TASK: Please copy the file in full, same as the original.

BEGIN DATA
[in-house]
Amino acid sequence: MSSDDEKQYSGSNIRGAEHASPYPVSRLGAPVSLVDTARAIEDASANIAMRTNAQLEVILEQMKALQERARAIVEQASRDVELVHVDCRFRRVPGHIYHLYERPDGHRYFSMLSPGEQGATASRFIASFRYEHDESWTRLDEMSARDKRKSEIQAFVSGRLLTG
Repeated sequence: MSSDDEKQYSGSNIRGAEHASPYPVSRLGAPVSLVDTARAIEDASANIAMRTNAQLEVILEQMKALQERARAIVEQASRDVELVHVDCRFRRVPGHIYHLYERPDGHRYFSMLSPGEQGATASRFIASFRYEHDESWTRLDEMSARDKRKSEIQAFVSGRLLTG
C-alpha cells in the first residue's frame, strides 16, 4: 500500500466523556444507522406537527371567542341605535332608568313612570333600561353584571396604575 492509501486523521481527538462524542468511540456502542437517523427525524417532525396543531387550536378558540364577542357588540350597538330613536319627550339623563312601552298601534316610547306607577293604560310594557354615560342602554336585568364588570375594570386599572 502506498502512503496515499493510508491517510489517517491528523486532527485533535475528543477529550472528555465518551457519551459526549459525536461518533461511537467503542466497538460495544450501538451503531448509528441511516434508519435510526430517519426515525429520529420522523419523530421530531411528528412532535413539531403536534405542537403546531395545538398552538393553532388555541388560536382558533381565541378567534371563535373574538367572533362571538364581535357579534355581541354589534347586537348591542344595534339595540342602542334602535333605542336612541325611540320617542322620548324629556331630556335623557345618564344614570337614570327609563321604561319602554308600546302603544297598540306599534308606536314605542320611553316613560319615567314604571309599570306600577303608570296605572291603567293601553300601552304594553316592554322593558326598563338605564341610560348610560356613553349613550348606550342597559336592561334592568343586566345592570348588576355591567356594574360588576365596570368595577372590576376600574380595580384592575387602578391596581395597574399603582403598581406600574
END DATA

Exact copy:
[in-house]
Amino acid sequence: MSSDDEKQYSGSNIRGAEHASPYPVSRLGAPVSLVDTARAIEDASANIAMRTNAQLEVILEQMKALQERARAIVEQASRDVELVHVDCRFRRVPGHIYHLYERPDGHRYFSMLSPGEQGATASRFIASFRYEHDESWTRLDEMSARDKRKSEIQAFVSGRLLTG
Repeated sequence: MSSDDEKQYSGSNIRGAEHASPYPVSRLGAPVSLVDTARAIEDASANIAMRTNAQLEVILEQMKALQERARAIVEQASRDVELVHVDCRFRRVPGHIYHLYERPDGHRYFSMLSPGEQGATASRFIASFRYEHDESWTRLDEMSARDKRKSEIQAFVSGRLLTG
C-alpha cells in the first residue's frame, strides 16, 4: 500500500466523556444507522406537527371567542341605535332608568313612570333600561353584571396604575 492509501486523521481527538462524542468511540456502542437517523427525524417532525396543531387550536378558540364577542357588540350597538330613536319627550339623563312601552298601534316610547306607577293604560310594557354615560342602554336585568364588570375594570386599572 502506498502512503496515499493510508491517510489517517491528523486532527485533535475528543477529550472528555465518551457519551459526549459525536461518533461511537467503542466497538460495544450501538451503531448509528441511516434508519435510526430517519426515525429520529420522523419523530421530531411528528412532535413539531403536534405542537403546531395545538398552538393553532388555541388560536382558533381565541378567534371563535373574538367572533362571538364581535357579534355581541354589534347586537348591542344595534339595540342602542334602535333605542336612541325611540320617542322620548324629556331630556335623557345618564344614570337614570327609563321604561319602554308600546302603544297598540306599534308606536314605542320611553316613560319615567314604571309599570306600577303608570296605572291603567293601553300601552304594553316592554322593558326598563338605564341610560348610560356613553349613550348606550342597559336592561334592568343586566345592570348588576355591567356594574360588576365596570368595577372590576376600574380595580384592575387602578391596581395597574399603582403598581406600574